Objective: Substantial evidence suggests that human synovial mast cells (MCs) are involved in the pathogenesis of rheumatoid arthritis (RA). A plausible pathway for the activation of synovial MCs is through IgG receptors, given the prevalence of circulating IgG isotype autoantibodies and synovial immune complexes in patients with RA. However, IgG receptor expression on human synovial MCs remains uncharacterized. The aim of this study was to identify which IgG receptor(s) on synovial MCs are responsible for MC activation in immune complexes.
Methods: Synovial tissue specimens were obtained from patients with RA or patients with osteoarthritis (OA) who were undergoing joint replacement surgery, and synovial MCs were enzymatically dispersed. Cultured synovium-derived MCs were generated by culturing synovial cells with stem cell factor, and receptor expression was analyzed using fluorescence-activated cell sorting. Mediators released from MCs were measured using enzyme immunoassays or enzyme-linked immunosorbent assays.
Results: Primary synovial MCs and cultured synovium-derived MCs obtained from both patients with RA and patients with OA expressed Fcε receptor I (FcεRI), FcγRI, and FcγRII but not FcγRIII. Cultured synovium-derived MCs induced degranulation and the production of prostaglandin D2 and tumor necrosis factor α (TNFα) through FcγRI. The aggregation of FcγRII caused histamine release from cultured MCs but not from primary MCs. Histamine release induced by aggregated IgG was significantly inhibited by neutralizing anti-FcγRI monoclonal antibody and anti-FcγRII monoclonal antibody.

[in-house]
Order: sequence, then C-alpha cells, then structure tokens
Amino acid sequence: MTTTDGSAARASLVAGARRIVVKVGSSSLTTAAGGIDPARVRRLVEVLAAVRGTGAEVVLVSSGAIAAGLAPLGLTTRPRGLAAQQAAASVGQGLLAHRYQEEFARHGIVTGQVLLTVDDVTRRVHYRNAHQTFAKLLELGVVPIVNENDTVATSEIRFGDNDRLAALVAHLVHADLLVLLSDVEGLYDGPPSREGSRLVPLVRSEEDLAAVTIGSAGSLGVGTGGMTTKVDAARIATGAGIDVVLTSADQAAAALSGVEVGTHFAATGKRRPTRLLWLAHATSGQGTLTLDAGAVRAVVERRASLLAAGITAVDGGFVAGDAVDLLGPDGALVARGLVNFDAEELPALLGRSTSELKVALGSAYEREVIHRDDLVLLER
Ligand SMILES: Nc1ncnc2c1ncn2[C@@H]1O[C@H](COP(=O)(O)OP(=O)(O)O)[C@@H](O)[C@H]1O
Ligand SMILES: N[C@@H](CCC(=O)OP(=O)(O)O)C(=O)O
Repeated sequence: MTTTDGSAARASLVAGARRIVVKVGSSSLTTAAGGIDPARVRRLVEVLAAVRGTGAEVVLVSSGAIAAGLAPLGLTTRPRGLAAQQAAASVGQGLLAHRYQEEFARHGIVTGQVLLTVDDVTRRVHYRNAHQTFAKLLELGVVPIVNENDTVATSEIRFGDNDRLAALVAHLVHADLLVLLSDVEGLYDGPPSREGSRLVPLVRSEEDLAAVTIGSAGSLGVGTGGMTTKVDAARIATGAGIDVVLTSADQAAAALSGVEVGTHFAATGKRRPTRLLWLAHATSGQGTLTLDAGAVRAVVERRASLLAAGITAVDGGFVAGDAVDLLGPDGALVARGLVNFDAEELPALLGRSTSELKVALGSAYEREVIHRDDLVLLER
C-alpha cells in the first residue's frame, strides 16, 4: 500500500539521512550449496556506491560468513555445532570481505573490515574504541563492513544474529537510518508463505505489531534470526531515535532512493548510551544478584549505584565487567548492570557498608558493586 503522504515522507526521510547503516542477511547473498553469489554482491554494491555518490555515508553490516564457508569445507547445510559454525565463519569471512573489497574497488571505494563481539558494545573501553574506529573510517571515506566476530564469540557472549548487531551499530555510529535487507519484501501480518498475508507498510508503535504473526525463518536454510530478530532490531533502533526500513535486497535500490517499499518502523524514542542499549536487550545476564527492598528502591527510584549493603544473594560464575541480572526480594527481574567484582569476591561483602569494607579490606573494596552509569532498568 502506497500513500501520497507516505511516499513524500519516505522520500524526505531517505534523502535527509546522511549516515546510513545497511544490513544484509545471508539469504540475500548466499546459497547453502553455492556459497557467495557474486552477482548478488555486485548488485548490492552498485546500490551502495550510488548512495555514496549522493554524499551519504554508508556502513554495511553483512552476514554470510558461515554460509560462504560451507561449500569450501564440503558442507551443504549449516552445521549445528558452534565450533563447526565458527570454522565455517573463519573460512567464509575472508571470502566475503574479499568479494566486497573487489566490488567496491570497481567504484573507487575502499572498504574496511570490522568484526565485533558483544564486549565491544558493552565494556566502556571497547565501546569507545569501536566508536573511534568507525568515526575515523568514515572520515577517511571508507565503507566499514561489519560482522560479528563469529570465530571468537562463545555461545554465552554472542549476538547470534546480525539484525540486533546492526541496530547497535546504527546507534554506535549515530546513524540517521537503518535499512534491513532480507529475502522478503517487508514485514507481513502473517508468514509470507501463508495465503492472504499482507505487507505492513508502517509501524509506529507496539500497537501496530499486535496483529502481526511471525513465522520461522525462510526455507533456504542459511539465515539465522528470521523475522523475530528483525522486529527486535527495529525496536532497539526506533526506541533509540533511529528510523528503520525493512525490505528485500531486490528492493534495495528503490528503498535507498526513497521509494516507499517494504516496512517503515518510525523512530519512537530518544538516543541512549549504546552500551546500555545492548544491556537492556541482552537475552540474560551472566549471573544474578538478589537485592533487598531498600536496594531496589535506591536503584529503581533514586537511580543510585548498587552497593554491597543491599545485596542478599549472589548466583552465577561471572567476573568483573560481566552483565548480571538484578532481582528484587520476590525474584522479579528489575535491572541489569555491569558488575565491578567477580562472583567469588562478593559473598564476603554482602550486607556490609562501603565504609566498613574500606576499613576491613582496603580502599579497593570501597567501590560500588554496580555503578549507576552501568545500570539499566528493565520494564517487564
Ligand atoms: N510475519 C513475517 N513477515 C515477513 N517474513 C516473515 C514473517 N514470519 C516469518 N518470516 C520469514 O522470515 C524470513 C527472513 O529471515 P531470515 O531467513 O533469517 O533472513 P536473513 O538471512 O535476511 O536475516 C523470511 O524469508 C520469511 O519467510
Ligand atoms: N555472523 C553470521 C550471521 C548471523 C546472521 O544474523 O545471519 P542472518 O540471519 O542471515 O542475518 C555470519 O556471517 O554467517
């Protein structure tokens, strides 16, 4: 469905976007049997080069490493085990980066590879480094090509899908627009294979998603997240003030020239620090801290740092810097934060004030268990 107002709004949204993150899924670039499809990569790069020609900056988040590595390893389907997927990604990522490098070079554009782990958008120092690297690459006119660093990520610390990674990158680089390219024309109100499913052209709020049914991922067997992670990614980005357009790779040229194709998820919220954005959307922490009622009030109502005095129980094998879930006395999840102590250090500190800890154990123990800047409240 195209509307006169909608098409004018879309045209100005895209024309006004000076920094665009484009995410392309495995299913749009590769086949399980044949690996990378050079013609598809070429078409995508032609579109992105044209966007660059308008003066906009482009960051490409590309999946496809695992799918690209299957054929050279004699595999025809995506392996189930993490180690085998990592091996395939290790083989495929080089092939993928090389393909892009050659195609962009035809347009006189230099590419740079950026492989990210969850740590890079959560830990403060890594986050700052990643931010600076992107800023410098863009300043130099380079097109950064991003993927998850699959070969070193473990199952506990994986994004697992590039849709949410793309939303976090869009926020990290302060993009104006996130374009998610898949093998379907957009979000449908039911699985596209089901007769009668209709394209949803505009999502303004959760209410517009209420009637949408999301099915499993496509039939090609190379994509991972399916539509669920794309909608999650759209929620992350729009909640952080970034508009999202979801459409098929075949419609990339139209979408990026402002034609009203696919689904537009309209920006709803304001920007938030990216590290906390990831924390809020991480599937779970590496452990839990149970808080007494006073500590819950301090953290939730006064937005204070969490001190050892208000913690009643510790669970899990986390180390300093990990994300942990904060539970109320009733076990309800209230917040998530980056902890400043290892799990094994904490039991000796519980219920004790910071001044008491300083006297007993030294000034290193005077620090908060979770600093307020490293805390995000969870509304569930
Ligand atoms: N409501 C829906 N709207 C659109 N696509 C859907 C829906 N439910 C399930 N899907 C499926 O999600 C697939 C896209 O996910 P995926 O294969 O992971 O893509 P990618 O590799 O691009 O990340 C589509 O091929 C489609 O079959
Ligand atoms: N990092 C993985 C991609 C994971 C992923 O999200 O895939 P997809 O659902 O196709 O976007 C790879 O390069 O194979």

Conclusion: With regard to the FcR expression profile, synovial MCs from patients with RA and patients with OA were similar. FcγRI was responsible for producing abundant TNFα from synovial MCs in response to aggregated IgG. Immune complexes may activate synovial MCs through FcγRI and FcγRII.
Copyright © 2013 by the American College of Rheumatology.